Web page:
Organ donation urged at MVA

April 25, 2003|by LAURA ERNDE

Eight years ago, Michael Butler was running an obstacle course for his job with the Frederick County Sheriff's Department when he collapsed at the finish line and could not get up.

Tests revealed that he had kidney failure, most likely caused by diabetes.

After eight months of taking dialysis 31/2 hours a day, three times a week, transplant organizers found him a donor kidney and pancreas.

Butler's new organs came from a 27-year-old woman named Kelly, who died from a brain aneurysm.

On Thursday, Butler joined employees at the Motor Vehicle Administration office in Hagerstown to encourage people to become organ donors like Kelly.


"I got a hero and an angel. I think about her all the time," he said.

Butler has returned to work full time and is able to do things he couldn't do before such as coach Little League.

Ever since his successful transplant operation, Butler, 39, said he doesn't take one day for granted.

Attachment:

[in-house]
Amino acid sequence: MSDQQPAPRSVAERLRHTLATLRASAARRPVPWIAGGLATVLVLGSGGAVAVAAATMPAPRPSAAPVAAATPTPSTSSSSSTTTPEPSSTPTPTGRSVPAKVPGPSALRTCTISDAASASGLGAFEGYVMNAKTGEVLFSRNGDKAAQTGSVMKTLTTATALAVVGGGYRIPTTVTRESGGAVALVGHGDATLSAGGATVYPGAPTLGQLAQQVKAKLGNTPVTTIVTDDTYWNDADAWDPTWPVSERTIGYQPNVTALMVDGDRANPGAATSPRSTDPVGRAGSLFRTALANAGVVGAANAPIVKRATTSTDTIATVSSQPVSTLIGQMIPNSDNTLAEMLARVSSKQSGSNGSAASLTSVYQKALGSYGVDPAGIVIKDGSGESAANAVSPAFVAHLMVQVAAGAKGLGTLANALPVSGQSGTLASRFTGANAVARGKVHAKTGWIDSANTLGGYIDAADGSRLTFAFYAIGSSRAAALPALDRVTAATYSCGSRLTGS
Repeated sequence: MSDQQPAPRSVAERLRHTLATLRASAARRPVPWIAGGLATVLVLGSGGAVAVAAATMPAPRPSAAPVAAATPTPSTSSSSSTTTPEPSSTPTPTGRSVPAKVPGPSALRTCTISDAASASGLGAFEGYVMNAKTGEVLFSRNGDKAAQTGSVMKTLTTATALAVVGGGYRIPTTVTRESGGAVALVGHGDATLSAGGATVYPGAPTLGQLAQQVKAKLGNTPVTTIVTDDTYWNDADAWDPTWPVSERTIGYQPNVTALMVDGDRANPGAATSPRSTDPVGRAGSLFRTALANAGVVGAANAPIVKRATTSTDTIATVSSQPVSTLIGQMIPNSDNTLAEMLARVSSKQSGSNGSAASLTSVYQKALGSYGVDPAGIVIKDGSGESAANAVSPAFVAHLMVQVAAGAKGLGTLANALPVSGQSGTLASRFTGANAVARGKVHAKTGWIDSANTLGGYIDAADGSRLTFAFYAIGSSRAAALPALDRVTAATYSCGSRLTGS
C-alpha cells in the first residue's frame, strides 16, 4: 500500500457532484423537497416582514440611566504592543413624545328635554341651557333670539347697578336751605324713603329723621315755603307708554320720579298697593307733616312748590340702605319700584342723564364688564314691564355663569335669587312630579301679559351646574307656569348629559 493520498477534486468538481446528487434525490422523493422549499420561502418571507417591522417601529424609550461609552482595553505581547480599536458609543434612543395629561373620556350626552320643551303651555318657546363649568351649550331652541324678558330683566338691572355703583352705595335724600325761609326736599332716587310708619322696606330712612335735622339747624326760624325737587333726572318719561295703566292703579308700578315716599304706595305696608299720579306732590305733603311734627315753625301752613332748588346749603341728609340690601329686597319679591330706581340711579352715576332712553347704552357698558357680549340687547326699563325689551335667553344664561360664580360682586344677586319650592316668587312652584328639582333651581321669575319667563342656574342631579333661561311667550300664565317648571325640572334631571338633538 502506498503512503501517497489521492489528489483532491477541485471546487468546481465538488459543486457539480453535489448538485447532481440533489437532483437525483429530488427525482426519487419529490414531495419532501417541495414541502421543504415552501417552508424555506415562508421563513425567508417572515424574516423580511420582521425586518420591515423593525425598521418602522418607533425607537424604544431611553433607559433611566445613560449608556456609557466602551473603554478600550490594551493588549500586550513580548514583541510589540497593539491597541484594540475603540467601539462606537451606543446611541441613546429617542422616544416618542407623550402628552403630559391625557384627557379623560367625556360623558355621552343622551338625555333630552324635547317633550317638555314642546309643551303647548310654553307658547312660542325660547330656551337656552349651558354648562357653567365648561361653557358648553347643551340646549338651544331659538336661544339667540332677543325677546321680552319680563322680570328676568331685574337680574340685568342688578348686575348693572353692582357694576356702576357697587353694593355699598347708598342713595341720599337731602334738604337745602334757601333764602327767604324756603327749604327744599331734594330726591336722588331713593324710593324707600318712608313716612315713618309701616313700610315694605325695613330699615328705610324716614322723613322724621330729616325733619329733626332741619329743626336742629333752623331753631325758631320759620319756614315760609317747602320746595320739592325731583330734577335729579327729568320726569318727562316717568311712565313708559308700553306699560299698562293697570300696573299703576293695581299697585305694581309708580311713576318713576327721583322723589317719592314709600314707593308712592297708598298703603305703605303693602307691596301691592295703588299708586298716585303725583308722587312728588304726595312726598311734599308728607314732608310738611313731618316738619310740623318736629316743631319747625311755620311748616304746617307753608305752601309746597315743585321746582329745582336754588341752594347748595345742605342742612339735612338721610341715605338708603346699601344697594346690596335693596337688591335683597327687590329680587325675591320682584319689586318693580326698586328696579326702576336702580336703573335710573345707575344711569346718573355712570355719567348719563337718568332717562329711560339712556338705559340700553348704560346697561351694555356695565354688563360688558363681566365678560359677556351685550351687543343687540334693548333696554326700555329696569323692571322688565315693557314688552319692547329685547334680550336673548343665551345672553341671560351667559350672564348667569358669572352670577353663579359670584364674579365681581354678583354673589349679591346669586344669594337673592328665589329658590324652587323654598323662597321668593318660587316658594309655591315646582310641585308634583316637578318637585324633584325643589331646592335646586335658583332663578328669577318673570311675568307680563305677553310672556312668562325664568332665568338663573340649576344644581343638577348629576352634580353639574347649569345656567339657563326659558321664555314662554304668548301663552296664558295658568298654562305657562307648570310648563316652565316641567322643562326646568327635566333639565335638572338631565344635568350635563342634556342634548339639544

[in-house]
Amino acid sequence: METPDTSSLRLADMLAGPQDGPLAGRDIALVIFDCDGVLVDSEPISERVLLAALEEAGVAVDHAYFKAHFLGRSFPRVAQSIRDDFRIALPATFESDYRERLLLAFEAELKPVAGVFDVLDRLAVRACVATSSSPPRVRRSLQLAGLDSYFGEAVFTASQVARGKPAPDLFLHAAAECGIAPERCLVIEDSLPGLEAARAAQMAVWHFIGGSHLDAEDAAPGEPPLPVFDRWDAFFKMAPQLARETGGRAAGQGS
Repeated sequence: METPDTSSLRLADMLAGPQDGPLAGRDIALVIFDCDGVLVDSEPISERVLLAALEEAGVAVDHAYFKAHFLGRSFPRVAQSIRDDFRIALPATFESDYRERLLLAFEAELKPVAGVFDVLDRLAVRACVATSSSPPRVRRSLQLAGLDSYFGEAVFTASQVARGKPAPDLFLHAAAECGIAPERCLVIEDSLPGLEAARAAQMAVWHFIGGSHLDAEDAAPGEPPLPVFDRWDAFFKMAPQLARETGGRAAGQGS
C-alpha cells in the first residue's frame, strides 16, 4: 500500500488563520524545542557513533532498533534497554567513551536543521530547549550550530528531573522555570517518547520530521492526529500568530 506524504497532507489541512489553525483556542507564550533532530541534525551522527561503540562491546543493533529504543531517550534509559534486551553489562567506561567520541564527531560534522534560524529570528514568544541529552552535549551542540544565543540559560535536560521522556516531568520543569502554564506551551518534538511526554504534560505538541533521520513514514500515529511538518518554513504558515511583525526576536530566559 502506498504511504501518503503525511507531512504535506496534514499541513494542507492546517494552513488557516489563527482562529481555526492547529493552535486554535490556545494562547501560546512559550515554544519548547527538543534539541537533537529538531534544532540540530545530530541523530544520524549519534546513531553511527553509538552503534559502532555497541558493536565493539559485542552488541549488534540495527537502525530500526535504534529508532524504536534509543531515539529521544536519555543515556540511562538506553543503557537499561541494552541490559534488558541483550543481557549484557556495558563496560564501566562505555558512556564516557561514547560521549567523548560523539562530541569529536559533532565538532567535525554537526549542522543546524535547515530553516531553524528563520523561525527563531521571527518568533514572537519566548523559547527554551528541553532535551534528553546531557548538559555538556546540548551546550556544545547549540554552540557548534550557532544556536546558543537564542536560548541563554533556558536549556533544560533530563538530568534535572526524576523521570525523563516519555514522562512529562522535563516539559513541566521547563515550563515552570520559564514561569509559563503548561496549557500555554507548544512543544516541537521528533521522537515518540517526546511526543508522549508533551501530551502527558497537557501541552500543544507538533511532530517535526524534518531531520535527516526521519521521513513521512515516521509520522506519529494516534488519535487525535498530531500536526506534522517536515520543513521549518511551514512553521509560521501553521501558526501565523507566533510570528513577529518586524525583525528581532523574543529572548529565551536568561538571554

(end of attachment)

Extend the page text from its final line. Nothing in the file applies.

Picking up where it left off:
"Little aches and pains don't bother me anymore. I don't think a lot of people realize until they get sick how precious life is," he said.

MVA employees and elected officials donned T-shirts urging people to sign up as donors when they renew their driver's licenses.

Customer Robert Fulp, 34, of Boonsboro, said he was convinced to add the organ donor designation to his license.

"Everybody's doing it now," he said.

About 40 percent of drivers in Maryland are registered donors, said Joseph J. O'Donnell Jr., a spokesman with the Transplant Resource Center for Maryland.

More than 40,000 of them live in Washington County.

Last year, transplants saved 438 lives in Maryland. But about 200 others died waiting for a match.

In 2001, Washington County Hospital was the No. 2 donor hospital behind University of Maryland Shock Trauma, said another center spokeswoman, Kimberly Miltonberger.

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